Over the years, naming our bikes has become a bit of a tradition with my motorcycling mates. Gary calls his Kawasaki 'Kylie', Barry's Suzuki is 'Suzi' and Richard's Ducati is 'Daisy'. But one former Isle of Man racer, who lives in Chesterfield, felt so passionately about his beloved 1963 Triumph motorcycle that he named his first born daughter Bonnie.

Styled as a homage to the original T140E Meriden Bonneville of the late 1970s, even down to the polished seven spoke wheels, megaphone exhausts and retro indicator lights, the latest model looks great from any angle. But the briefest of rides confirms that it's a thoroughly modern machine, capable of thrilling even the hardest of riders.

As often happens, I found myself singing loudly into my helmet. I don't know why, but whenever I'm happy on a bike I strike up my favourite tunes, confident in the knowledge that no one else can hear the pitiful sound reverberating behind my visor. Not a bad day at the office!

With afternoon clouds no longer fluffy white reflections in the highly polished tank, and drops of rain falling ever stronger onto my visor, I wound back the throttle with youthful enthusiasm. I wasn't in the mood for another soaking, so headed for home. Trusting warm tyres, even on cool road surfaces, I upped the pace and wasn't disappointed. Glossop, Chapel, Bakewell and Chatsworth Park were visited. Derbyshire's main roads, back lanes, dual carriageways and the M1 motorway all played their part in this road test. 'Bonnie' impressed on each.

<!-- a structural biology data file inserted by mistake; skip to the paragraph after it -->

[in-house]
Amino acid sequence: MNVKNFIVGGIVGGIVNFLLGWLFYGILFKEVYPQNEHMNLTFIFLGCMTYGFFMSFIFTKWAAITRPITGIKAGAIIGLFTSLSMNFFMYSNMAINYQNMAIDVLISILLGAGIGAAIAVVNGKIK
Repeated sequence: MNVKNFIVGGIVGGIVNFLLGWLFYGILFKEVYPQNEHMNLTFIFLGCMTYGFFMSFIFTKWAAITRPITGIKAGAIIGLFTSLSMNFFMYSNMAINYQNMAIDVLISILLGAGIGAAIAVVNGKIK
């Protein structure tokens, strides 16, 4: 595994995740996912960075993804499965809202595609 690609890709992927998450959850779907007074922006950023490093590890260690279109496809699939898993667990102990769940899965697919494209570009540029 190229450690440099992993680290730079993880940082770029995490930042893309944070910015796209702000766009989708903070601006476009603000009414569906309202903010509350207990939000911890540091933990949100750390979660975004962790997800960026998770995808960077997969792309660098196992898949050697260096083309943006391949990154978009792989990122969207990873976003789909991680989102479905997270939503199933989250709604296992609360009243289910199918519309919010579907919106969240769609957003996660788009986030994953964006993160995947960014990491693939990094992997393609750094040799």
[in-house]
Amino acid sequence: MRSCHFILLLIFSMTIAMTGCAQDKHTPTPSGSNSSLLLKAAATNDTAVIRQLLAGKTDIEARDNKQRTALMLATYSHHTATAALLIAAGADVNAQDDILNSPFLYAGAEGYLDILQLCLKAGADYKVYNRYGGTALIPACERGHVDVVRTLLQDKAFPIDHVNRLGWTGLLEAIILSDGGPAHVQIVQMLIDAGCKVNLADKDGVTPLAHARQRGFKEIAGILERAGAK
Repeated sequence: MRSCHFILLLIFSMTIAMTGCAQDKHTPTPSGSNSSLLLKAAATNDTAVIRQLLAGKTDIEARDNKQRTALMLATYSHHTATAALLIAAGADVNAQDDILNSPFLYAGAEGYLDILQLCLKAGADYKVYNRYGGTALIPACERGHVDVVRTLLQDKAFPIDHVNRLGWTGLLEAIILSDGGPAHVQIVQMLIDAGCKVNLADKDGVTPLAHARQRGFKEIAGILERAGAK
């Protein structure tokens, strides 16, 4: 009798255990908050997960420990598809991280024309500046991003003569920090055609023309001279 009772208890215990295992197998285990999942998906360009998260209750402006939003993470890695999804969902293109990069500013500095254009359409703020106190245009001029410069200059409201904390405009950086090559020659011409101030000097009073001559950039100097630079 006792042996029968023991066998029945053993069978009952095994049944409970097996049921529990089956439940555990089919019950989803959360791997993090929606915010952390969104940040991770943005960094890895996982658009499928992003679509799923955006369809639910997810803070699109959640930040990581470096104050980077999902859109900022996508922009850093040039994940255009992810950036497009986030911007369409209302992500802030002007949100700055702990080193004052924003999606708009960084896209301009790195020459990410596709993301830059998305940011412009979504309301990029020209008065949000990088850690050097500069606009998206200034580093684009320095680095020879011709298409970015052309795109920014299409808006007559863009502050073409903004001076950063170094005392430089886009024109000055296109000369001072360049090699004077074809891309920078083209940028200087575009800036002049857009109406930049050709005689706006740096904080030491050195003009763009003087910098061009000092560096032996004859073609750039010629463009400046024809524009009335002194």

Due to a hectic work schedule, and looming deadlines, I'd not spent as much time aboard as I'd have liked. But if smiles per mile are the measure of a great bike, then this latest Bonneville is worthy of its iconic name.

Sipping Earl Grey tea from a china cup, and nibbling on my third cucumber sandwich, I suddenly realised that the days of the great British motorcycle have truly returned.

The history of Triumph motorcycles is well documented, from the halcyon days of the thirties, the rebellious fifties, swinging sixties and on to the troubled seventies - when industrial strife affected production at its Birmingham Meriden factory until it closed in 1983. Fortunately, astute businessman John Bloor bought the brand name and resurrected Triumph motorcycles. A state of the art factory was built in Hinckley and in 2001 an entirely new Bonneville emerged. Last year saw a striking pale blue and orange limited edition 50th anniversary Bonnie roll off the production line.

I admit to having ridden many others in the Triumph range during my time as a motorcycle journalist, and being impressed with them all. If the guys at Hinckley keep producing the quality of motorcycles currently on offer from this marque, then it's a big 'Rule Britannia' from me.

Oh, and just in case you're wondering, my current bike was manufactured a few miles down the road and is appropriately called 'Trixie'.


For a test ride contact Paul and the team at Triumphworld, Chesterfield on: 0845 371 1922 / 01246 261261 www.triumphworld.co.uk